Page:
As cash and sales fall, RadioShack needs a reboot

  • Article by: MITCHELL SCHNURMAN , Dallas Morning News
  • Updated: August 8, 2014 - 8:47 PM

Bankruptcy may not help the ailing retailer, and upgrades may be too expensive.

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Smartphones are wiping out the demand for many of the products carried by RadioShack, from GPS units to music players.

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RadioShack sales keep dropping, cash is going fast and the stock trades for less than a buck. Heck, one analyst has a target price of zero. So why doesn’t RadioShack declare bankruptcy already?

Maybe that won’t fix the problem.

American Airlines used Chapter 11 to reset labor costs and end expensive pensions. Energy Future Holdings filed so it could wipe out two-thirds of its debt and crippling interest payments.

But at RadioShack, bankruptcy won’t attract more customers or turn losses into profits or slow down Amazon and Best Buy. RadioShack has a tired business model, and thousands of stores must be reinvigorated.

That’s a risky, expensive proposition, and lenders are balking. They wouldn’t approve RadioShack’s plan to close 1,100 stores, more than a quarter of the U.S. chain, because inventory is collateral for company loans.

Last week, Moody’s Investors Service said senior lenders wanted “to shore up RadioShack’s liquidation value” in case the company goes under.

Have you heard a stronger vote of no confidence? Given a choice between management’s plan for the future and preserving inventory for a fire sale, insiders went for the latter.

That reflects “their dim view of RadioShack’s turnaround prospects,” wrote Moody’s senior credit analyst Mickey Chadha.

A stock analyst was blunter: “We think a turnaround is nearly impossible for the company,” wrote Scott Tilghman of B. Riley & Co.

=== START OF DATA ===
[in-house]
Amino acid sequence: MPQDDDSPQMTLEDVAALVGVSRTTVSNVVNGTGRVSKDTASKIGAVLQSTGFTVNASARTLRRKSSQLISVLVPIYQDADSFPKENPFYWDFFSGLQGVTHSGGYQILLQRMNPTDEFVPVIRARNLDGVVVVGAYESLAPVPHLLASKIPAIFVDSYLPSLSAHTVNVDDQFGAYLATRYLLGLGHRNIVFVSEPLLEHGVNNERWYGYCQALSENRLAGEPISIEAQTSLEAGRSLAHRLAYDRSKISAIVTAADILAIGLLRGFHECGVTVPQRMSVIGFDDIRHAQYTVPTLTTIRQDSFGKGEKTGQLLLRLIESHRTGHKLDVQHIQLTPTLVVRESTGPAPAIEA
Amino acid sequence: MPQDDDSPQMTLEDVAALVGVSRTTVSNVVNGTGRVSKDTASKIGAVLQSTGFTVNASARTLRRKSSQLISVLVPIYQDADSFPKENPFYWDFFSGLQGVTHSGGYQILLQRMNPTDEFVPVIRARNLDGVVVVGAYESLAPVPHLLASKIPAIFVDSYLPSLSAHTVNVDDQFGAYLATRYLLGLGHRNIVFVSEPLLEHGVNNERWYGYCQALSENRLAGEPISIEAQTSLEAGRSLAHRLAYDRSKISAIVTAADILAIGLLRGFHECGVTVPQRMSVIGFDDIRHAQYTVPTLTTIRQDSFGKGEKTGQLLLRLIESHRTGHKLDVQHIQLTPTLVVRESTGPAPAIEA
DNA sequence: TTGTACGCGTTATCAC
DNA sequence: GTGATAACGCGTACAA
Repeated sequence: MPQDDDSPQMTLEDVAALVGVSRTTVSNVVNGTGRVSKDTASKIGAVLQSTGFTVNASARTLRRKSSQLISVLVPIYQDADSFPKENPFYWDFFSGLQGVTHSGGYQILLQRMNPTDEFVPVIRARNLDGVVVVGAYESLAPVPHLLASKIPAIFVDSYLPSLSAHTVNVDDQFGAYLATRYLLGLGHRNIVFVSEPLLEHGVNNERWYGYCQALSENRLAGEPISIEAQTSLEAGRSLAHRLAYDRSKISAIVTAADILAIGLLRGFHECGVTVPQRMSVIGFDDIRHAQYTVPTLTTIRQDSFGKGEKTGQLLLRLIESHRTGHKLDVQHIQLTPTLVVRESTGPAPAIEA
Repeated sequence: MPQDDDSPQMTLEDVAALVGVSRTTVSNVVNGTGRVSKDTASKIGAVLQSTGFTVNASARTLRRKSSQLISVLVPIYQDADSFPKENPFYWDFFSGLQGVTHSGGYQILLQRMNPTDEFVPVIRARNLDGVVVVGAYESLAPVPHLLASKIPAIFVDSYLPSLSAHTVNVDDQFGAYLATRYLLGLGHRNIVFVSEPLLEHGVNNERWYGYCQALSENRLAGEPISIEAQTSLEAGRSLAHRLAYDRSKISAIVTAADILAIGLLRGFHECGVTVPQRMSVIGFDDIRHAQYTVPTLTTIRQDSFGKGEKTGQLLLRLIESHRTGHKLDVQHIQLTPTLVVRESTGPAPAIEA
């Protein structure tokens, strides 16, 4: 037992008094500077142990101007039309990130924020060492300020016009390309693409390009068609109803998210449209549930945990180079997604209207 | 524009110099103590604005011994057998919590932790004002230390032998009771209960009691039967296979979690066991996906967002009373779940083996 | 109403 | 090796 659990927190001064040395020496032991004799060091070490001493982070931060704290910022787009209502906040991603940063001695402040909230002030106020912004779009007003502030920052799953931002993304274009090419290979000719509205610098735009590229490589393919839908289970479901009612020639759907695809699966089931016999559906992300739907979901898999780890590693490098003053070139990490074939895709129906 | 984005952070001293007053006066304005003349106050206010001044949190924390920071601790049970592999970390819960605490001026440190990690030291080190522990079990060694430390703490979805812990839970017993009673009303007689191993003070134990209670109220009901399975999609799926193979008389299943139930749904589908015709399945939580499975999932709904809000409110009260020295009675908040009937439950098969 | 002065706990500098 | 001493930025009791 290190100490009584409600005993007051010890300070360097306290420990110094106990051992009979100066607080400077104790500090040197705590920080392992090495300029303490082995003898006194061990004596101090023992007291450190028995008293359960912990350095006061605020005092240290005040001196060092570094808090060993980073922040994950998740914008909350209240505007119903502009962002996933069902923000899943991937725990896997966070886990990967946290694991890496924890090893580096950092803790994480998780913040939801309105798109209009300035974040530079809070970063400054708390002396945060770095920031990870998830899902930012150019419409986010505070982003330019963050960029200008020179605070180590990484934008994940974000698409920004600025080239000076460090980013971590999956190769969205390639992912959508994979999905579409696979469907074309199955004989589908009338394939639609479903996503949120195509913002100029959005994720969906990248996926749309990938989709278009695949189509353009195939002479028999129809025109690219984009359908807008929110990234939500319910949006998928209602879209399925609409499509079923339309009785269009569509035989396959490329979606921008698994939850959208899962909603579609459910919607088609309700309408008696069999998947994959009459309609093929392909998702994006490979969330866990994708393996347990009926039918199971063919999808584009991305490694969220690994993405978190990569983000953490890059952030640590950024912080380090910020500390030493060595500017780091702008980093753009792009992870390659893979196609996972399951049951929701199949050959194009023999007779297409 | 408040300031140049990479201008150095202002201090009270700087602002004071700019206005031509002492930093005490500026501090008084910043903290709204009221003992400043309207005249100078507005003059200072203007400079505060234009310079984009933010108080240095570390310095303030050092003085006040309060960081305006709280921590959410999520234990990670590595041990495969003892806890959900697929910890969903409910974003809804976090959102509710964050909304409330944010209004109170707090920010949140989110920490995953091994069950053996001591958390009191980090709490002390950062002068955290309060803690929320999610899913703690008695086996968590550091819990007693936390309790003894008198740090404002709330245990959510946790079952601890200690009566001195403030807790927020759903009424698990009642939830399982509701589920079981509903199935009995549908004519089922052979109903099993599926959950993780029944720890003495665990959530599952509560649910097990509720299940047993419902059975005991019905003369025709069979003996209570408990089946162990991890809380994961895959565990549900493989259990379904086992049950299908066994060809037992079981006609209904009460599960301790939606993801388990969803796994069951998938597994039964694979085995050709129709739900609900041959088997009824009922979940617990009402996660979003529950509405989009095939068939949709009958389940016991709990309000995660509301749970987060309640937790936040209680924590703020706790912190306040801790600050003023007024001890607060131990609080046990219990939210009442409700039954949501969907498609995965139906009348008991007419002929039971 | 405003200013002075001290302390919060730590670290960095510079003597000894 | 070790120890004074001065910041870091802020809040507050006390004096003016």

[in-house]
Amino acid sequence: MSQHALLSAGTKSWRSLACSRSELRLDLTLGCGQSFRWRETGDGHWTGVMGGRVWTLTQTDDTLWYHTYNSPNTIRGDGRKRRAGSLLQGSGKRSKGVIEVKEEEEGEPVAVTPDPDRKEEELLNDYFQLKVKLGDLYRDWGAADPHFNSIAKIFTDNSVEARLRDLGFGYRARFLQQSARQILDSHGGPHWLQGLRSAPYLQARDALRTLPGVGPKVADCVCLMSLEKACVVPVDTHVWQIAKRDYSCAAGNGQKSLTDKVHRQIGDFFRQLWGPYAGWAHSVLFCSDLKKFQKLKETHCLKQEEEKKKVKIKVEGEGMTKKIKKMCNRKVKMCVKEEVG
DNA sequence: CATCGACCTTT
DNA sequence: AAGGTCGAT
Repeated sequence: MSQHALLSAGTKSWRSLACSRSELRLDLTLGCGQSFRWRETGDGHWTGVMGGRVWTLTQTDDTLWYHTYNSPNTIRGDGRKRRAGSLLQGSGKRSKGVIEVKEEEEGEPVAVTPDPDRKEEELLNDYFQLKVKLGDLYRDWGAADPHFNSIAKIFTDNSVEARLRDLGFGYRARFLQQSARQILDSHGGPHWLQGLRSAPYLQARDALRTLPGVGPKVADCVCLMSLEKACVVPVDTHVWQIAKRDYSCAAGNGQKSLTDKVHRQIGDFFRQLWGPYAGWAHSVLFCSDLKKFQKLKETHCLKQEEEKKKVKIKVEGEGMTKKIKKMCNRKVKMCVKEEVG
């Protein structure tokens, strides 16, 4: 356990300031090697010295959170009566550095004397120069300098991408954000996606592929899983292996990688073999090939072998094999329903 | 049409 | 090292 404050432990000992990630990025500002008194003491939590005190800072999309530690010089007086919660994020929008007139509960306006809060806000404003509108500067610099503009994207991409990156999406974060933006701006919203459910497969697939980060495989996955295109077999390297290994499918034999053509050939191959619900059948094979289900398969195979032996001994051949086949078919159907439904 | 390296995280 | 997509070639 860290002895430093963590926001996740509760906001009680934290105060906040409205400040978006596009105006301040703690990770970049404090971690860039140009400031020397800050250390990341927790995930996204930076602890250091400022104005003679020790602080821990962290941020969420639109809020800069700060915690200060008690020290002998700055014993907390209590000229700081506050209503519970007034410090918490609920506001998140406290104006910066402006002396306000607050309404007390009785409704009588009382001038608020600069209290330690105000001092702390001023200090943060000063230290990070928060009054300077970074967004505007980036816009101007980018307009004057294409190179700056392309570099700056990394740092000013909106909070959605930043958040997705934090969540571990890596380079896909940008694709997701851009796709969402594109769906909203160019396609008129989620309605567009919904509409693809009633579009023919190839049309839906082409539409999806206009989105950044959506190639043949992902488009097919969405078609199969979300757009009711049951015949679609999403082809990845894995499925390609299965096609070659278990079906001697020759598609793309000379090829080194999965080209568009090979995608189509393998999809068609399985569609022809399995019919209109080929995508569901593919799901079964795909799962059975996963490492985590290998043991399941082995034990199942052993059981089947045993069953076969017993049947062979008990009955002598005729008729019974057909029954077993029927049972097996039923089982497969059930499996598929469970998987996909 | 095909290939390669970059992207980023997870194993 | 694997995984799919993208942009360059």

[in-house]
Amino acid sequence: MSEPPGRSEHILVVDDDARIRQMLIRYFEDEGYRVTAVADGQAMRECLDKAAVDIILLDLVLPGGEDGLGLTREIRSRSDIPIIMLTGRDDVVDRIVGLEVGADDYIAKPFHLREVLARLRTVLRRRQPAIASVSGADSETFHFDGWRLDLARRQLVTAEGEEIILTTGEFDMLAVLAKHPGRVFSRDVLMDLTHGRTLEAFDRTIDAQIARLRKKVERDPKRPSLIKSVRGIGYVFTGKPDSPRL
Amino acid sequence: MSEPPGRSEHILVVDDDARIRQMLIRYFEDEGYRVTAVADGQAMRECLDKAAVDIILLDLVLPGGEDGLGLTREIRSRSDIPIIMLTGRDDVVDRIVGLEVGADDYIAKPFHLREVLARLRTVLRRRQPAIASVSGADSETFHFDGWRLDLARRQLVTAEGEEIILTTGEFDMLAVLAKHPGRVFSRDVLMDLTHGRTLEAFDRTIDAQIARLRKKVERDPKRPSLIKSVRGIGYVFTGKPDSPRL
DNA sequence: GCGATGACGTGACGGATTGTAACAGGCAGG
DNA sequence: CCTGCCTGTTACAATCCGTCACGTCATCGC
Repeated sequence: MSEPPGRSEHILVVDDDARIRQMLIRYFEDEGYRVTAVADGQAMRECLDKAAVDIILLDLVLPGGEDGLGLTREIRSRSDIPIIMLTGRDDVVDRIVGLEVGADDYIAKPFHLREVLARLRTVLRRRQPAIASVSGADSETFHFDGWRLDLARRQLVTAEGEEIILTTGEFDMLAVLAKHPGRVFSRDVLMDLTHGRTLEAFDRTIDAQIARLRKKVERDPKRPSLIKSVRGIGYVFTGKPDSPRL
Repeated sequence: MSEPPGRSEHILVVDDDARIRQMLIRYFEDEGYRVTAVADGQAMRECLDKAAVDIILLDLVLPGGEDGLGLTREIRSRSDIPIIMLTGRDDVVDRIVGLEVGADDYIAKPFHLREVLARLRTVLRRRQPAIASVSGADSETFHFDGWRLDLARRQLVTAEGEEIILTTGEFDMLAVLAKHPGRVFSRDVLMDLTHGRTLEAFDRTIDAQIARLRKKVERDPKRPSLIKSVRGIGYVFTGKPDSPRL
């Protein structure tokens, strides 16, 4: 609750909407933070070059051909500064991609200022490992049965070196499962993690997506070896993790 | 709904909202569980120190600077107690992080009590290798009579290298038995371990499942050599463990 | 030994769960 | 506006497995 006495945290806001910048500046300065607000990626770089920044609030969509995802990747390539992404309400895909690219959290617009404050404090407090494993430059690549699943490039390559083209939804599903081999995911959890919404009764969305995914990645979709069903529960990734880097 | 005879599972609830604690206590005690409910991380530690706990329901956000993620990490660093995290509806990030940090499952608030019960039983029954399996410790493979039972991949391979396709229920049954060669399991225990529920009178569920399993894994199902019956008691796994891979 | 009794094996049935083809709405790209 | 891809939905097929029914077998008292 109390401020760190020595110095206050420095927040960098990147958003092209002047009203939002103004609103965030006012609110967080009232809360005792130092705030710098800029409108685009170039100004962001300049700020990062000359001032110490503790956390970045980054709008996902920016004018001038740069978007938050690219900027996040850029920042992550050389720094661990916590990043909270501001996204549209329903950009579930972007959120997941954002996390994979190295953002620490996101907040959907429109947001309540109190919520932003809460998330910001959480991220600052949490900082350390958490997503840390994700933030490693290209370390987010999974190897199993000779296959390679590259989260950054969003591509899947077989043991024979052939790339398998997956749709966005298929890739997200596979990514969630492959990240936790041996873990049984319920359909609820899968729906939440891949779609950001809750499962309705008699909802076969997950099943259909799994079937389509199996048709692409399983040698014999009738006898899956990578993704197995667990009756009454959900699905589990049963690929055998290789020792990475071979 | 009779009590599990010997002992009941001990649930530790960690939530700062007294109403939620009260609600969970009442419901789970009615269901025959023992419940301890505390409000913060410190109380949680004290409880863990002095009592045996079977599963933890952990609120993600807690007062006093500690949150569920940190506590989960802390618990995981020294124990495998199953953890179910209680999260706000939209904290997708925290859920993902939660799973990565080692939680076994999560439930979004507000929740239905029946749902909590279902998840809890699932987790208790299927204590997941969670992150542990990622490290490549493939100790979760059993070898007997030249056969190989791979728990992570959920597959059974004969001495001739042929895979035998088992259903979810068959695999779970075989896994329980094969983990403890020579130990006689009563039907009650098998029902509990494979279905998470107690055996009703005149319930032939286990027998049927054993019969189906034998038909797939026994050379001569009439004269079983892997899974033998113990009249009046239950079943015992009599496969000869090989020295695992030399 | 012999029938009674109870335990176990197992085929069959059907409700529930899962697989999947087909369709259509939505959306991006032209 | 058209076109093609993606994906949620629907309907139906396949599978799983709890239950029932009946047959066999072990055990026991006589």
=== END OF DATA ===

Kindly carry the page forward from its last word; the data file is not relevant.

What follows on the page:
Citing “minimal liquidation value,” he set a target price of zero for RadioShack stock. It closed at 63 cents a share on Friday.

In North Texas, some high-profile bankruptcies have worked out well. American Airlines’ restructuring is the gold standard, leading to a merger with US Airways that swelled its value and paid creditors in full. Six Flags and the Texas Rangers also rebounded strongly after Chapter 11.

EFH, the state’s largest power company, is expected to come back better, too.

RadioShack is another story. It seems a closer parallel to Circuit City and Blockbuster, major brands that never recovered.

“For many retailers, bankruptcy is another word for liquidation,” said Sander Esserman, a bankruptcy expert at the Dallas law firm Stutzman, Bromberg, Esserman & Plifka.

A boffo holiday season might provide more breathing room. But RadioShack also could keep fading financially and in consumers’ minds. The company has created a concept store with an interactive speaker wall and headphone displays; officials said they’ve generated double-digit sales gains on some products.

But RadioShack has enough money to remodel only about 100 stores this year. With little cash and little time, Tilghman said turnaround hopes rest on crossed fingers, not hard data.

“The trouble is with the top line,” he said.

First-quarter revenue was 29 percent lower than three years ago. Same-store sales have fallen in 12 of the past 13 quarters, and declines are getting worse.

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